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As per the question what are the risks?

if we did go ahead with this and some of our users installed a supplier's VPN client on to our corporate machines, once the connection is establish can a threat actor from the supplier use that connection to jump on to our company network?

The other risk i see is that there is a tunnel created from a user desktop straight to the supplier network, possibly bypassing all our corporate boundary controls such as firewalls etc. What other risk should i be aware of?

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  • Are you asking about the risks of the client or the risks of setting up a VPN? Those are different classes of risks.
    – schroeder
    Jun 30 at 14:56
  • i am talking about both as they go hand in hand. You need the client to setup the VPN. Jul 1 at 8:59
  • Your comment to the answer below suggests that they are not hand-in-hand. If you are concerned about the VPN itself, then you need to describe how the VPN is set up and what controls it has. You do not mention anything about this, just the client program.
    – schroeder
    Jul 1 at 9:05
  • i mention vpn client as this enables the VPN connection. The VPN client is just a piece of software with the digital cert . The VPN is just an encrypted private connection over the internet to the supplier. My question is still the same. What are the risks when this connection is established and what controls should be considered. Jul 1 at 9:21
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A 3rd party supplier is asking us to install their VPN client onto our corporate machines to enable access to their environment

Rather than install a piece of software on multiple machines, I would prefer to set up the VPN using a dedicated box in your network (if possible), to grant your users transparent access. It depends on the vendor solution. But your existing router/firewall might even be capable of handling the VPN link. This is likely if were are talking about a common software solution such as OpenVPN or Wireguard. For proprietary solutions the options may be more limited.

If you are going to install software you need to think about maintenance. Updates. Unpatched software is software that can be vulnerable. Just think about it, in recent weeks Pulse Secure has suffered multiple flaws, emergency patches were released but some companies still got hacked. Fast reaction is even more crucial when 0-days are released into the wild.

once the connection is establish can a threat actor from the supplier use that connection to jump on to our company network?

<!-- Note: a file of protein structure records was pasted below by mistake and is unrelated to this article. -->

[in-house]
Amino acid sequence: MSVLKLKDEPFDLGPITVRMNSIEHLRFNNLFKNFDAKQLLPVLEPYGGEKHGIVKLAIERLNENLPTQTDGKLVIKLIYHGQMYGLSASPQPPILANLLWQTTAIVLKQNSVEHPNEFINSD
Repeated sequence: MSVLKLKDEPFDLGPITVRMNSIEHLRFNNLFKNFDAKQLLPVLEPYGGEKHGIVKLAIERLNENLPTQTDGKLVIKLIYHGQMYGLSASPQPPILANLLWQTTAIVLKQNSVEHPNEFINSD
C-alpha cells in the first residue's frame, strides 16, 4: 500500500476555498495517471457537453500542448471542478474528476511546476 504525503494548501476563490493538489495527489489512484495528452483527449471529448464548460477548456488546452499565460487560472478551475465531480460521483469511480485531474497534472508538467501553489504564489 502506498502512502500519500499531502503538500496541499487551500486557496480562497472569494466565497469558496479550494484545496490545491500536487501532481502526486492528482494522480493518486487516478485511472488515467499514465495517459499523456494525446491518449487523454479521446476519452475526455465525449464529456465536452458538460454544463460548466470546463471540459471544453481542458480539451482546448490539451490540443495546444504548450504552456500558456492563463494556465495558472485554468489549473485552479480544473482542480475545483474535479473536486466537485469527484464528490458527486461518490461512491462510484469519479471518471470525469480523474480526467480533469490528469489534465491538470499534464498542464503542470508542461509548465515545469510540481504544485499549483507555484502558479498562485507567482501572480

Possibly. Normally the other party should only have access to a single IP address or a limited range. It is up to you to define the requirement, and enforce it. You can use VLANs for segmentation. At least that's the idea when using hardware for the network interconnection. In fact the other party could be more at risk, since you will be initiating the connection to them but the tunnel goes both ways.

But it's difficult to achieve isolation if you install software straight onto the workstations. I wouldn't take this route personally, and I suspect that the other party is simply proposing you a simple and easy solution that works in a few clicks, but security is an afterthought.

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  • We have a jump box. Would a possible solution be for a users to RDP onto this jumbox (its Win server 2016), setup the VPN client, and from there users access the environment? Or another solution is to setup site to site VPN? or is this overkill for just a couple of users? The dedicated box you mentioned, would that need to be in a DMZ? Jul 1 at 8:56
  • "Possible" in what definition of possibility? It will depend on the 3rd party if it would work. Same for site-to-site. If this is just for 2 users, don't you think that would be an important consideration for any conversation about risk?
    – schroeder
    Jul 1 at 9:09
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Well its a VPN Client. It needs interaction from your users to connect to vendors network. So it would be good practice to not set it on autostat but train your users to only start it when needed. Most vendors provide an integrated launcher in such cases, a programm that starts the VPN connection and then connects to the service.

So, from my perspective, its more transparent and safer than a jump box or a dedicated router from the vendor that is integrated into you network.

It is possible to have access via this VPN but this would require the threat actor to have access to the vendors network beforehand. If you deem this a realistic risk, you should reconsider you vendor choice.

The biggest risk comes from some "custom" version of some standard VPN client which gets no security updates from upstream.

Controls are pretty standard in those cases, only connect when needed and keep the software up to date.

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    I started an answer then realized you had already mentioned my immediate concern, "their VPN client". Perhaps it's just loose phrasing but if not, I would be extremely leery of a non-standard client. I can think of no reason not to use a standard vetted client, and many reasons to avoid a custom client. Jul 3 at 18:55
  • Yeah, but they are all too common and you loose support if you use the standard client instead of their own. Jul 3 at 18:57
  • The VPN client is from a well known vendor. Jul 5 at 7:54

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